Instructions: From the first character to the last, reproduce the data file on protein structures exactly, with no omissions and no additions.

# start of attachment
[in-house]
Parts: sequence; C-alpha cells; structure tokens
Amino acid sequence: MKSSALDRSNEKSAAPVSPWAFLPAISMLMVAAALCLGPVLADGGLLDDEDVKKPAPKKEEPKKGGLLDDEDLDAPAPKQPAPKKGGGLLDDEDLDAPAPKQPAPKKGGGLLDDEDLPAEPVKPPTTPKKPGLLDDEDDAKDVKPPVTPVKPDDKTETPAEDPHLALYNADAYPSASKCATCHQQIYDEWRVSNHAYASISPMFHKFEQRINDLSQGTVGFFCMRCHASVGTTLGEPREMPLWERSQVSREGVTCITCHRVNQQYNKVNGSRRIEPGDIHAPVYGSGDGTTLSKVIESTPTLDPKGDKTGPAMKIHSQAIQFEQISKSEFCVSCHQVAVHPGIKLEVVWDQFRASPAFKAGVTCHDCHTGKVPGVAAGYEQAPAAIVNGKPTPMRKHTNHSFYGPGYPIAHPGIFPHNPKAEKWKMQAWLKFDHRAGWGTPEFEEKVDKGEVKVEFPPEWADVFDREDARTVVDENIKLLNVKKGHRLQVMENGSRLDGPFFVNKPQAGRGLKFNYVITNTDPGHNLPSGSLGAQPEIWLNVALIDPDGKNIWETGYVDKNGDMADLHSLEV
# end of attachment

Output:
[in-house]
Parts: sequence; C-alpha cells; structure tokens
Amino acid sequence: MKSSALDRSNEKSAAPVSPWAFLPAISMLMVAAALCLGPVLADGGLLDDEDVKKPAPKKEEPKKGGLLDDEDLDAPAPKQPAPKKGGGLLDDEDLDAPAPKQPAPKKGGGLLDDEDLPAEPVKPPTTPKKPGLLDDEDDAKDVKPPVTPVKPDDKTETPAEDPHLALYNADAYPSASKCATCHQQIYDEWRVSNHAYASISPMFHKFEQRINDLSQGTVGFFCMRCHASVGTTLGEPREMPLWERSQVSREGVTCITCHRVNQQYNKVNGSRRIEPGDIHAPVYGSGDGTTLSKVIESTPTLDPKGDKTGPAMKIHSQAIQFEQISKSEFCVSCHQVAVHPGIKLEVVWDQFRASPAFKAGVTCHDCHTGKVPGVAAGYEQAPAAIVNGKPTPMRKHTNHSFYGPGYPIAHPGIFPHNPKAEKWKMQAWLKFDHRAGWGTPEFEEKVDKGEVKVEFPPEWADVFDREDARTVVDENIKLLNVKKGHRLQVMENGSRLDGPFFVNKPQAGRGLKFNYVITNTDPGHNLPSGSLGAQPEIWLNVALIDPDGKNIWETGYVDKNGDMADLHSLEV